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Robert M. Fomon

From Wikipedia, the free encyclopedia

Robert Michael Fomon (January 3, 1925 – May 31, 2000) was an American financier who was Chairman and Chief Executive Officer of E. F. Hutton & Co. from 1970 to 1987, a governor of the New York Stock Exchange, and Chairman of the Board of Governors of the Pacific Stock Exchange.[1]

Born in Chicago, Illinois, after the early death of his mother, Robert Fomon and his older brother Samuel spent their childhood with relatives in Appleton, Wisconsin where they attended high school. Robert went on to graduate from the University of Southern California and in 1951 went to work in the corporate finance department of the Los Angeles office of E. F. Hutton & Co.

Personal life

Robert Fomon was first married in 1954 to Marilyn Quaintance with whom he had two children. Divorced, he married for a second time in 1975 to Sharon Kay Ritchie, Miss America of 1956.[2] That marriage too ended in divorce and in 1989 he married Daphne Lewis Ashley Widener, the ex-wife of Widener family member, Peter A. B. Widener III.[3]

While living in California in the 1960s, Robert Fomon became involved in the sport of Thoroughbred horse racing. He notably owned in partnership the colt Inclusive, winner of the 1963 Texas Derby at Sunland Racetrack in Sunland Park, New Mexico and the 1964 San Luis Rey Handicap at Santa Anita Park in Arcadia.[4]

Head of E. F. Hutton & Co.

Fomon joined E. F. Hutton in 1951, eventually rising to head of corporate finance. In 1970, he was named chairman and CEO of Hutton as a compromise candidate and relocated to its headquarters in Manhattan, New York. During his tenure, Fomon oversaw the sale of Hutton shares to the public and listing on the New York Stock exchange, and the creation of its famous advertising slogan, "When E. F. Hutton talks, people listen." The May 6, 1987 New York Times wrote that his leadership "helped build the retail-oriented brokerage house into one of the industry's most successful during a difficult era on Wall Street." [5] Robert Fomon also recognized the potential dangers of mergers in the financial industry and advised the Republican administration of President Nixon that he believed there was a fundamental conflict of interest in the case of money management firms and brokerage houses and the two should operate as independent entities.[6]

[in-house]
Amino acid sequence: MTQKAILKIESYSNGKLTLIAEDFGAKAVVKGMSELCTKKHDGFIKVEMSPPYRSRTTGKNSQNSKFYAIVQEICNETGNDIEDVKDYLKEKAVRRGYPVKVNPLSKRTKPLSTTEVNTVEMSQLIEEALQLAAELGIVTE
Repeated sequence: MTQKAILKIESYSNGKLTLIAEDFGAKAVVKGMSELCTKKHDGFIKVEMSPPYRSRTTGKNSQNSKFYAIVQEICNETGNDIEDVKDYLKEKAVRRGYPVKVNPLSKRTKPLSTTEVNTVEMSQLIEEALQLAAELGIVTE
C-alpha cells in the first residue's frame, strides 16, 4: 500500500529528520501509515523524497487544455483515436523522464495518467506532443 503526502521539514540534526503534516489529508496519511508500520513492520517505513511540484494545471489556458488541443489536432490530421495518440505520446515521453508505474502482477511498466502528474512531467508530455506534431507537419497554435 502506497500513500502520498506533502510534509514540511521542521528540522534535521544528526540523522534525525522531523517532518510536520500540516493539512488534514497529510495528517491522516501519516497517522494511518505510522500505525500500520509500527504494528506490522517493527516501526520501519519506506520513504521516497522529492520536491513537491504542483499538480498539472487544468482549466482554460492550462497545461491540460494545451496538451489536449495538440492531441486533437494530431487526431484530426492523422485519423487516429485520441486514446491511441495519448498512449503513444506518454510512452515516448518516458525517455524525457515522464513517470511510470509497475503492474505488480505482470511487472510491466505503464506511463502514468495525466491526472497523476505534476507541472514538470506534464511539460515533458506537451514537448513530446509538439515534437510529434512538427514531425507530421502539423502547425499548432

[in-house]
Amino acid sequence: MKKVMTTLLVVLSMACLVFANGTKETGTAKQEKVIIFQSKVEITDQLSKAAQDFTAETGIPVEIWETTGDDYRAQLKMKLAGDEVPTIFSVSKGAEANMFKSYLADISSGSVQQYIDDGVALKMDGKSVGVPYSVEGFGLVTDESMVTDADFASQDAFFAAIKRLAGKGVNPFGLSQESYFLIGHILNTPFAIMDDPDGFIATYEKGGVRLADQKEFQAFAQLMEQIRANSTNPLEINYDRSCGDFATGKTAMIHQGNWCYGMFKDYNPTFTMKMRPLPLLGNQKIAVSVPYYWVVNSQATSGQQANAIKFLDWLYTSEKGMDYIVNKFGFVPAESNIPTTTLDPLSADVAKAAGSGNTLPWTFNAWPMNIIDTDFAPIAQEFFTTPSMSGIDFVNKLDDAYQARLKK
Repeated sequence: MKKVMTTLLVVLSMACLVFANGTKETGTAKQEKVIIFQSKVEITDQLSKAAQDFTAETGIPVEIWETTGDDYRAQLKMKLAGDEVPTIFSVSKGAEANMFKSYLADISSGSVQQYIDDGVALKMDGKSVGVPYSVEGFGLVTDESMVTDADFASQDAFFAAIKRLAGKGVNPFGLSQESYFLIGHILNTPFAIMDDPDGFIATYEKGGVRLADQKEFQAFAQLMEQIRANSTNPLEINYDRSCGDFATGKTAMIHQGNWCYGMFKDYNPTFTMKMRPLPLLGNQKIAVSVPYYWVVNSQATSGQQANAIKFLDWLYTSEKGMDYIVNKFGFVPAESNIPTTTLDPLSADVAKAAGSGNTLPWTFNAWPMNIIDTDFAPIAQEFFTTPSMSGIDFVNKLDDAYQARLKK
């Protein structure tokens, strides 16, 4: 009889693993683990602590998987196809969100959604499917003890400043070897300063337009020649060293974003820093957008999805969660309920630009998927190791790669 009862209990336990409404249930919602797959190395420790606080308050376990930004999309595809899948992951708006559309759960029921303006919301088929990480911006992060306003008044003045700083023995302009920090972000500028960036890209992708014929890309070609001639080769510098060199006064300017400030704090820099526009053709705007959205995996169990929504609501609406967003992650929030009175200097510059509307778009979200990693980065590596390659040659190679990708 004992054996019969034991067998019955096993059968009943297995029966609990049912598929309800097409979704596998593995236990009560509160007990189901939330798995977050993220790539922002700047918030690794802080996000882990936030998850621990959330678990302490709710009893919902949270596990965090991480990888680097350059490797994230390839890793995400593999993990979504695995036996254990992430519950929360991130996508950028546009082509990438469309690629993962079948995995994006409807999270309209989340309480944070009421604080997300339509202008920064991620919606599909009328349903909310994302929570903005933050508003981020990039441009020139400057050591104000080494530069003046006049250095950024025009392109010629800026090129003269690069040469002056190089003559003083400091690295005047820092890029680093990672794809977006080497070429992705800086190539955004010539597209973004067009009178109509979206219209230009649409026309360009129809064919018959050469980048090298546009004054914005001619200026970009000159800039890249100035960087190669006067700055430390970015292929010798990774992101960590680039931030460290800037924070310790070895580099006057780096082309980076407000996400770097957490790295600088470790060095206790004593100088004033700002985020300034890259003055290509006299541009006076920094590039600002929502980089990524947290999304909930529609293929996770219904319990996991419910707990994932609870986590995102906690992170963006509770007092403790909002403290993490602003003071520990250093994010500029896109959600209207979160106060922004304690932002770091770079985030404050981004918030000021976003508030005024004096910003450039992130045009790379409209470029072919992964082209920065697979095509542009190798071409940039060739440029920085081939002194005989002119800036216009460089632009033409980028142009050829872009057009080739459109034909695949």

Business scandal and resignation

In 1984 the United States Attorney for the Middle District of Pennsylvania opened a federal criminal probe into an E. F. Hutton check-overdrafting scheme that operated between 1980 and 1982 and which earned the company millions of dollars in illegal gains. As a result, the company's reputation was severely tarnished and it began losing clients which quickly led to financial difficulties. In December 1986, the company pleaded guilty to 2,000 felony counts, but neither Robert Fomon or any Hutton executives were charged. In early 1987, Hutton's Board of Directors forced Robert Fomon to step down as head of the company.

E. F. Hutton & Co. never recovered from the damage the scandal caused and in 1988 it was acquired by Shearson Lehman Brothers .

Robert Fomon died following a heart attack at a Palm Beach, Florida hospital on May 31, 2000 at age seventy-five.


This page was last edited on 19 October 2020, at 03:08
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